Meanwhile, Middleburg spread its wings to not become not only a paradise for horse lovers, but an art colony and art collector’s center. Where once only paintings of horses and hounds, bucolic landscapes and races held sway, galleries now host well-attended receptions for works by local as well as international artists like the great-grandson of Renoir and the famed Russian artist Yuri Gorbachev (who is related to the late Soviet Premier).
Despite the remarkably good relationships between the black and white communities which somehow survived Civil War, Middleburg remained segregated until the early 1960s. It now boasts a fine elementary school for all children and four private schools noted for academic excellence: Foxcroft, Notre Dame, The Hill School and Wakefield attract students from all over the country.
Two fine music schools, The Piedmont School and another, aptly named SCORE, teach talented youngsters who perform throughout the year. Their talent is encouraged by the Middleburg Lions Club, which holds an annual vocal and instrumental contest and awards cash prizes to outstanding young instrumental and vocal performers.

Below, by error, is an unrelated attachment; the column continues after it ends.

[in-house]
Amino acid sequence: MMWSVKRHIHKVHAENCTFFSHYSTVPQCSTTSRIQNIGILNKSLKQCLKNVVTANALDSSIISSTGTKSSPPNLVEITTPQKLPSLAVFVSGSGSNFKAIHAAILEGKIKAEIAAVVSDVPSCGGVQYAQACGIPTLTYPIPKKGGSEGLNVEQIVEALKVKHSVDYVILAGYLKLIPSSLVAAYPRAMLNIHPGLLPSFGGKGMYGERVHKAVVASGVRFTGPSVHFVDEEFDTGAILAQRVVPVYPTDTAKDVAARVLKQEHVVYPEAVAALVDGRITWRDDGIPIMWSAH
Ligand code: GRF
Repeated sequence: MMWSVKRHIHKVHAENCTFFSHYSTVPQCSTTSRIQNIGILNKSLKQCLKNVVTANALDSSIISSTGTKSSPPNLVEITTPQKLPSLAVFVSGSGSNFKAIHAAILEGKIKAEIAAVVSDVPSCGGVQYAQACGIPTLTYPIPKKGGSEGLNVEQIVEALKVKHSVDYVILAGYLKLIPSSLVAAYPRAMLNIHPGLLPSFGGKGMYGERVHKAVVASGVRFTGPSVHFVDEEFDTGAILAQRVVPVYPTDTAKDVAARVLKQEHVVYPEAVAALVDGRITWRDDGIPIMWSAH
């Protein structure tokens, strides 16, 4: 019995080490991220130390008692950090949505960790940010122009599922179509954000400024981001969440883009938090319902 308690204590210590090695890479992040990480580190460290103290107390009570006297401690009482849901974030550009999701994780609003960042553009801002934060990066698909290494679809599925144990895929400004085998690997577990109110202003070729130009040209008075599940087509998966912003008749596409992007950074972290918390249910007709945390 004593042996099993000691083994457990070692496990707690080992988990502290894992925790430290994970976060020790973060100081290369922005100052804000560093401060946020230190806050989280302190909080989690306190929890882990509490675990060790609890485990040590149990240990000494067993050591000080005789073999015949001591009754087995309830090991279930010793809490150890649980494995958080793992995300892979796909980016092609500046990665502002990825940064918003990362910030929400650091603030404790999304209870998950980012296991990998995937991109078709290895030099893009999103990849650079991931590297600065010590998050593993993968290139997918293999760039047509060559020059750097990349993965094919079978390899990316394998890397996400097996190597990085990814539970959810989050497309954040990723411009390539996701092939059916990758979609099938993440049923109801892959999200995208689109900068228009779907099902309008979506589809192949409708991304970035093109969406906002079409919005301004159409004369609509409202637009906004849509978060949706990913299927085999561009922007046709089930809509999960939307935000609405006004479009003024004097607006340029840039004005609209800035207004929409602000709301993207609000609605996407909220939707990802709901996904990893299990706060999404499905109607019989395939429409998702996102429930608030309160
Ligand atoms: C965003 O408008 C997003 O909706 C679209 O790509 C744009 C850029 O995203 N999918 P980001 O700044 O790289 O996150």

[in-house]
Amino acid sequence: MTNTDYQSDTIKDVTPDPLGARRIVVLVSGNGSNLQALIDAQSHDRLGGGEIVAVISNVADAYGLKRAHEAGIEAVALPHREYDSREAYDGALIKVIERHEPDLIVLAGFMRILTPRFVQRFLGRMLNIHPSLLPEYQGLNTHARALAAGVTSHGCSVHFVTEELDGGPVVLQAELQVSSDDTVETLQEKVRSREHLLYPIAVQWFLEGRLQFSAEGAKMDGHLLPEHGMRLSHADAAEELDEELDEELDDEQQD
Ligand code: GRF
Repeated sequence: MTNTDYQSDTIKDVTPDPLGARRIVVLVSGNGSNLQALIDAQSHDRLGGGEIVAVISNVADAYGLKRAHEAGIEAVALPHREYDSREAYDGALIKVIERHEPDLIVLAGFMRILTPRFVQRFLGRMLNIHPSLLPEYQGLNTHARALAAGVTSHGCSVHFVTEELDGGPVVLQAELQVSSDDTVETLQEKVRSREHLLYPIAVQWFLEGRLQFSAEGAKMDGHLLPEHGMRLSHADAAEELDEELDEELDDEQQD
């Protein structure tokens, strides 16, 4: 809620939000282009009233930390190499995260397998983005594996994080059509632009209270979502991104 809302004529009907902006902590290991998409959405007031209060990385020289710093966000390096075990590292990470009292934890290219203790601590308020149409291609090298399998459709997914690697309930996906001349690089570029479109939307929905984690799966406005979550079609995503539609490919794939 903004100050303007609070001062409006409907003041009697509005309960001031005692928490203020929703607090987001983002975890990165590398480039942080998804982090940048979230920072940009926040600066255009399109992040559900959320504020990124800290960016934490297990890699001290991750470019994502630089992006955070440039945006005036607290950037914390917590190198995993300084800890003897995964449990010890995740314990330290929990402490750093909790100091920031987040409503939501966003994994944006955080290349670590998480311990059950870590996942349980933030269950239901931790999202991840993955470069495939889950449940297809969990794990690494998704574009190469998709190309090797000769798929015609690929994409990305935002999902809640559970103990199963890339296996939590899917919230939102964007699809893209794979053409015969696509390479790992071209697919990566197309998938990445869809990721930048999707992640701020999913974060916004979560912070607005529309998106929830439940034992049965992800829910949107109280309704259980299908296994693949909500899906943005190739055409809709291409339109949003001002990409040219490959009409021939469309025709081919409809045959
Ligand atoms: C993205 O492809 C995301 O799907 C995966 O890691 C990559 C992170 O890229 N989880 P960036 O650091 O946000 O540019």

Local merchants responded to this new era by creating a veritable feast of antique shops, hostelries, inns, saddleries, galleries, gourmet shops and restaurants to welcome visitors and new residents. Middleburg also boasts a fine library, a Community Center and pool, a tennis and garden club, the beautiful Glenwood Race Track, six churches, a volunteer fired department and rescue squad, a medical center; two monthly newspapers, plus, a periodical called “The Chronicle of the Horse.”
Though the population around Middleburg continues to grow (currently at around 600), and the Town attracts thousands of visitors each year, there’s little pretension. Neighbors help each other, people know and trust each other, celebrities are accorded the seclusion they seek, friends meet at the Post Office, trucks and SUV’s are the norm, and grocery store clerks know everyone by name.
Source: The Visitor’s Guide to Middleburg, Virginia